NBC Sports recently ran a piece about Jordan Clarkson, who voiced his displeasure with his playing time in the fourth quarter (ironic, given the amount of national media attention given to Lonzo’s playing time at the end of games). In the story, the reporter mentions Clarkson opened up to them after the rest of the media dispersed following Lonzo’s media availability.

“It’s just logic, right,” Faigen says. “If everyone is swarming Lonzo, and other guys are waiting and they’re making themselves available, then you can go up and talk to them and you get those one-on-ones, and ask them about things and have things that other people don’t have.”

It’s not just the media and LaVar. The Lakers have contributed to Lonzo’s celebrity as well. When Magic Johnson introduced him, he made the expectations clear. Lonzo will be a Lakers legend. It all makes him the biggest story of every day.

“Sometimes you have to tear yourself away from the Lonzo story to make sure you’re doing justice to what else is happening with the rest of the team because, somehow, there is something with Lonzo Ball every single day,” Oram said. “Whether it’s the way he’s playing or what’s going on with his family, or if something else is said, there’s really always a story. You can probably write Lonzo every day.”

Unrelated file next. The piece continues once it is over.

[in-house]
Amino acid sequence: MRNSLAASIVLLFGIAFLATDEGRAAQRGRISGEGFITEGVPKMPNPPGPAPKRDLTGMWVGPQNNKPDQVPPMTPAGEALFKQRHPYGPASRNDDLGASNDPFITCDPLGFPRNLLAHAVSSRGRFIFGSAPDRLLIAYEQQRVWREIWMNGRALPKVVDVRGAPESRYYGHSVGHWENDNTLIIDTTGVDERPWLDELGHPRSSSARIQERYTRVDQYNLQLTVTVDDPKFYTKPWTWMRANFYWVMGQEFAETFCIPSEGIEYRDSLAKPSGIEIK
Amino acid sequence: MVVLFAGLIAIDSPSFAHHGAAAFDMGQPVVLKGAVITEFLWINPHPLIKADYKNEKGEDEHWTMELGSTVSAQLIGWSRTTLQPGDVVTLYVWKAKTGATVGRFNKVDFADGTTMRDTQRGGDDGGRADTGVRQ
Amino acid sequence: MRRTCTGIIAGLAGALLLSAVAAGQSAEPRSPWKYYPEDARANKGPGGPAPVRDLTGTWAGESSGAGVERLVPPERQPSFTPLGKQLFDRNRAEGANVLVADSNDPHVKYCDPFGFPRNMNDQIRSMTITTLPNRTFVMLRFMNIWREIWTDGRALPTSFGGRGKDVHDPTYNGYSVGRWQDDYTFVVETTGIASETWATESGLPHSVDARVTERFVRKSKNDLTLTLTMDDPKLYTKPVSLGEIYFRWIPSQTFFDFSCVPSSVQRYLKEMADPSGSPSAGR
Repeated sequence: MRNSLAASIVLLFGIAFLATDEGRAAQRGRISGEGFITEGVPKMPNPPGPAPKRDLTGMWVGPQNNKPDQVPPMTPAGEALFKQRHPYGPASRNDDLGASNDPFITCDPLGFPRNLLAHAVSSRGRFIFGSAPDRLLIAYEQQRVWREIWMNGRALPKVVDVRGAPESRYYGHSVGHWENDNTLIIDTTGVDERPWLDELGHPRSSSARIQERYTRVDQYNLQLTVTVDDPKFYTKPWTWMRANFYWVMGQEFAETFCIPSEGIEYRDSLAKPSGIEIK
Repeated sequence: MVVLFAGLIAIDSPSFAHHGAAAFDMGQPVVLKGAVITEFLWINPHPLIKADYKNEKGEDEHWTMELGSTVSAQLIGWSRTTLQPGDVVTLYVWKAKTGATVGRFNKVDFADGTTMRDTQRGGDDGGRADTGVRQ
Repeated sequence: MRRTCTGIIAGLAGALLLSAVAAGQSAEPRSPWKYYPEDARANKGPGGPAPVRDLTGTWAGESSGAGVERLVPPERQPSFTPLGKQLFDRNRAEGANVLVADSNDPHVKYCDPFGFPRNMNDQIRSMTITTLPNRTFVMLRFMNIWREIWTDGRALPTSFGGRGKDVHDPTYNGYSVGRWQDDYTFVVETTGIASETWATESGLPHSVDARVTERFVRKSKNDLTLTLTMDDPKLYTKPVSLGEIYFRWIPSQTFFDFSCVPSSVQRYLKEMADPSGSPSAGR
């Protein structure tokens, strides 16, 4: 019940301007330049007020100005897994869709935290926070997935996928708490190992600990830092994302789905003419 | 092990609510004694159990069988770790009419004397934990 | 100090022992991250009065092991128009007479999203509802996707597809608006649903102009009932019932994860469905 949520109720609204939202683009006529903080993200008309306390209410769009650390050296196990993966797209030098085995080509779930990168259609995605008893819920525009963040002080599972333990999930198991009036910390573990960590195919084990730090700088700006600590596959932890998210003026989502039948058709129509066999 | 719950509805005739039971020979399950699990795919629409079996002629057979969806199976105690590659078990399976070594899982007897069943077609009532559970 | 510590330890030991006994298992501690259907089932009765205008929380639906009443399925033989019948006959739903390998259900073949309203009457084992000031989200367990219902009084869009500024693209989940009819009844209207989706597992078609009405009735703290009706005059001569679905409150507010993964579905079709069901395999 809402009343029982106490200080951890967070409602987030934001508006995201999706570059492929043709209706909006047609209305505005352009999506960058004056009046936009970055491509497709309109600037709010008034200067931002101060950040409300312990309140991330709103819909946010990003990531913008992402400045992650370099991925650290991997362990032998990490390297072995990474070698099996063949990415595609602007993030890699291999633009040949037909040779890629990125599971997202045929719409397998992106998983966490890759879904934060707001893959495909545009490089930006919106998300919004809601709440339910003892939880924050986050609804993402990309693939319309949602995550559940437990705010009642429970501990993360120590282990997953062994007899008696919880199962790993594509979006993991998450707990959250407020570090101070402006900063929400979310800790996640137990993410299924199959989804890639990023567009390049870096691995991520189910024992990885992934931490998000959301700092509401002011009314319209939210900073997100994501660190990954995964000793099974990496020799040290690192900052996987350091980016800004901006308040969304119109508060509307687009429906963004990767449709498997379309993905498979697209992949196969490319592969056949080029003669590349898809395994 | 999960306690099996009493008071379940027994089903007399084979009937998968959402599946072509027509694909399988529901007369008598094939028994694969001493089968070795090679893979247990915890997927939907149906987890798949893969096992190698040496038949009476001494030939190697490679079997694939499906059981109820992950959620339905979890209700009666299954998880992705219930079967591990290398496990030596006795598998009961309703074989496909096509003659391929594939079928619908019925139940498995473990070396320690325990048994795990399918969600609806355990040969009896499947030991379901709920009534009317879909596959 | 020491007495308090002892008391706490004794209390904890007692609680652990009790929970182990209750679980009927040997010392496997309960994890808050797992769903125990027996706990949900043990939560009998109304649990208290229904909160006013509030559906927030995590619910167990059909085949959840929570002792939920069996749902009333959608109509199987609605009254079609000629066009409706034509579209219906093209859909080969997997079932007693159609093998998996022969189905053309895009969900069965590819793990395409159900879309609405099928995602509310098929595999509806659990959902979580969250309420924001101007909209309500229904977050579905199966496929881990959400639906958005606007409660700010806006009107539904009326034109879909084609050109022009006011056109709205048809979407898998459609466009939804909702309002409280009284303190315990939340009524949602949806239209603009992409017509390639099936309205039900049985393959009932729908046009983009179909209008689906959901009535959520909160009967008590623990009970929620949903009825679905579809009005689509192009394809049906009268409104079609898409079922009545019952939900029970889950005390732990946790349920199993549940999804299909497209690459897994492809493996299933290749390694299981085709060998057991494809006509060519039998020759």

The only thing that has trumped the Ball story this season has been Kobe Bryant’s jersey retirement ceremony. The Lakers lifted both No. 8 and No. 24 in the rafters. Magic Johnson has already made clear his expectations that Ball’s No. 2 will join them.

The Lakers haven’t seen this sort of media attention since Bryant’s final season. But, as Oram said, at least the Kobe retirement tour had an expiration date.

For what it’s worth, every reporter I talked to said they enjoy covering Lonzo. He’s pleasant, humble and generous with his time. He never rolls his eyes at a question about his dad or the leader of the free world.

Lonzo is 20 years old and, if everything breaks the right way, could be playing in the league for another decade plus. The conga line of personalities orbiting Lonzo’s world—from LaVar and his brothers, to Magic and Trump—keeps the headlines coming.

“I have no idea how this is going to play out, it’s impossible to say,” Oram said. “It’s one of the most unpredictable developments in sports that I’ve ever seen. I think it would be a little foolish to try to anticipate where it’s going to go. I mean, it’s crazy.”

Wes Goldberg is a contributor to The Step Back and the host of the daily Miami Heat podcast Locked On Heat.